Austria imposes full lockdown, Germany may follow, as COVID grips Europe
VIENNA — Austria will become the first country in western Europe to reimpose a full COVID-19 lockdown, it said on Friday as neighboring Germany warned it may follow suit, sending shivers through financial markets worried about the economic fallout.
A fourth wave of infections has plunged Germany, Europe’s largest economy, into a national emergency, Health Minister Jens Spahn said. He urged people to reduce their social contacts, warning that vaccinations alone would not reduce case numbers.
Austria said it would require the whole population to be vaccinated as of February.
Roughly two-thirds of Austria’s population is fully vaccinated against COVID-19, one of the lowest rates in western Europe. Its infections are among the highest on the continent, with a seven-day incidence of 991 per 100,000 people.
“We have not succeeded in convincing enough people to get vaccinated,” Chancellor Alexander Schallenberg told a news conference, saying the lockdown would start on Monday and the requirement to be vaccinated on Feb. 1.
“It hurts that such measures still have to be taken.”
Asked if Germany could rule out an Austrian-style full lockdown, Spahn said: “We are now in a situation – even if this produces a news alert – where we can’t rule anything out.
“We are in a national emergency,” he told a news conference.
European stocks retreated from record highs, while government bond yields, oil prices and the euro tumbled as the spectre of a fresh COVID-linked lockdown in Germany and other parts of Europe cast a fresh shadow over the global economy.
As cases rise again across Europe, a number of governments have started to reimpose limits on activity, ranging from Austria’s full lockdown, to a partial lockdown in the Netherlands, to restrictions on the unvaccinated in parts of Germany, the Czech Republic and Slovakia.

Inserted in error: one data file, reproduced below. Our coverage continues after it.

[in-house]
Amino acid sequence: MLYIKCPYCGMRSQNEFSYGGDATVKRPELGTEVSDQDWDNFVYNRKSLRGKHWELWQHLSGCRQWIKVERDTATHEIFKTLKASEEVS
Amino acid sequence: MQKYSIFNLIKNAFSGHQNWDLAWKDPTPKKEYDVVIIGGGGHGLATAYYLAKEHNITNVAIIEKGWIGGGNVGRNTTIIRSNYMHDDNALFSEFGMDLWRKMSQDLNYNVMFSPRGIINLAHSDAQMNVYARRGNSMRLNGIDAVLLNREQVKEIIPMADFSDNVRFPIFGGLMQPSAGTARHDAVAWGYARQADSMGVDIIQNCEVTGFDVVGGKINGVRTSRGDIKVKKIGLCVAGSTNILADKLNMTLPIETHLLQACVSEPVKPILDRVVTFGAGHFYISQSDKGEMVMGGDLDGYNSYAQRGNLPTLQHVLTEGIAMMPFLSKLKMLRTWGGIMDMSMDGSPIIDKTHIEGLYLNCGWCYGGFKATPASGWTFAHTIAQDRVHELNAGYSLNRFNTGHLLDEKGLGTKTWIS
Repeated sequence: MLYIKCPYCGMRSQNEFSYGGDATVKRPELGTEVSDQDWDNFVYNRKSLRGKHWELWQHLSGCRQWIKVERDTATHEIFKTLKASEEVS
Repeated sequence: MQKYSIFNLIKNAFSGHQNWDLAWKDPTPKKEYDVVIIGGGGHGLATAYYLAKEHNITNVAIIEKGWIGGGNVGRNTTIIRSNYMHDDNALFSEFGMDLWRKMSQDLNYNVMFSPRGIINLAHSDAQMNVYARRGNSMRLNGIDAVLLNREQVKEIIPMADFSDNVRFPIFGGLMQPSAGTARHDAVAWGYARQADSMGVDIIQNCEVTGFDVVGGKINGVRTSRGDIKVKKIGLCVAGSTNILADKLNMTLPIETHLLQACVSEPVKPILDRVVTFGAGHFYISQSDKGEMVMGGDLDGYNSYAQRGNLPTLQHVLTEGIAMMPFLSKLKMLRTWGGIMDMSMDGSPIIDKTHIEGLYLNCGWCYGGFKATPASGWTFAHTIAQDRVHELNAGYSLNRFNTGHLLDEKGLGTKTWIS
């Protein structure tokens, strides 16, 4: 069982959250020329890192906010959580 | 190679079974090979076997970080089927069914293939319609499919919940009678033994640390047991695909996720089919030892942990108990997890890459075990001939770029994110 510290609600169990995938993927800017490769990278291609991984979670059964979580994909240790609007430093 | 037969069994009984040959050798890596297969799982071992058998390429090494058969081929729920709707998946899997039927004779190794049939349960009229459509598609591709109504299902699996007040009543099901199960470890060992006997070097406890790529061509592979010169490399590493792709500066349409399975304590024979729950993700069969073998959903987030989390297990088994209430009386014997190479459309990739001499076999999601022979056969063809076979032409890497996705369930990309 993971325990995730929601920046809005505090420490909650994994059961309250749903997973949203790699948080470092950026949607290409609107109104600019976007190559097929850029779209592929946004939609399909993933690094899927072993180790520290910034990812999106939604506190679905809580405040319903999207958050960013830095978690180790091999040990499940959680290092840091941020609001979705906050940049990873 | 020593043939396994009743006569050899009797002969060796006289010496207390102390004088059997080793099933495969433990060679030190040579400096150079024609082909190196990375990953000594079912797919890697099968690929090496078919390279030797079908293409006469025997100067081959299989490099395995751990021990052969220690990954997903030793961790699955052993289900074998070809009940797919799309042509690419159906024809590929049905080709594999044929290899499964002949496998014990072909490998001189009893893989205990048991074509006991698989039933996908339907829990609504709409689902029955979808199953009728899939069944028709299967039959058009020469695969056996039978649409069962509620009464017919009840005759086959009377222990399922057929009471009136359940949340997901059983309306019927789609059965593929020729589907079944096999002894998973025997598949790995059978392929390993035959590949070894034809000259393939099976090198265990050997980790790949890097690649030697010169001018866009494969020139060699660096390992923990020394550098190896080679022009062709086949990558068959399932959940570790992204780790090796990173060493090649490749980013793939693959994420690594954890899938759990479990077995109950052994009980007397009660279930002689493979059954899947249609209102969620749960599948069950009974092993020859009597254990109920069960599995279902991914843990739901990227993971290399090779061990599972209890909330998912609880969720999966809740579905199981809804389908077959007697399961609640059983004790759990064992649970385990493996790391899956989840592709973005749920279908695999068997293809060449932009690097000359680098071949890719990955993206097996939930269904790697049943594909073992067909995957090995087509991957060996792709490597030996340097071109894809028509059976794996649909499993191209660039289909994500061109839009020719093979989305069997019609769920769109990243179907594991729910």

Hungary reported 11,289 new COVID-19 cases on Friday, its highest daily tally, and will make booster shots mandatory for all healthcare workers and require mask wearing in most indoor places from Saturday.
While the new measures across Europe are not seen hitting the economy as much as the all-out lockdowns of last year, analysts say they could weigh on the recovery in the last quarter of the year, especially if they hit the retail and hospitality sectors.
A full lockdown in Germany would be more serious, however.
“A total lockdown for Germany would be extremely bad news for the economic recovery,” said Ludovic Colin, a senior portfolio manager at Swiss asset manager Vontobel.
“It’s exactly what we saw in July, August of this year in parts of the world where the delta (variant) was big, it (COVID-19) came back and it slows down the recovery again,” he added.
Christmas is question
The pressure on intensive care units in Germany had not yet reached its peak, Spahn said, urging people to reduce contacts to help break the wave.
“How Christmas will turn out, I dare not say. I can only say it’s up to us,” he added.
Chancellor Angela Merkel said on Thursday Germany will limit large parts of public life in areas where hospitals are becoming dangerously full of COVID-19 patients to those who have either been vaccinated or have recovered from the illness.
Merkel said on Thursday the federal government would consider a request from regions for legislation allowing them to require that care and hospital workers be vaccinated.
Saxony, the region hardest hit by Germany’s fourth wave, is considering shutting theatres, concert halls and soccer stadiums, Bild newspaper reported. The eastern state has Germany’s lowest vaccination rate.
New daily infections have risen 14-fold in the past month in Saxony, a stronghold of the far-right Alternative for Germany (AfD) party, which harbors many vaccine sceptics and anti-lockdown protesters.
Much of the Austrian public is also sceptical about vaccines, a view encouraged by the far-right Freedom Party, the third-biggest in parliament. It is planning a protest against coronavirus restrictions on Saturday.
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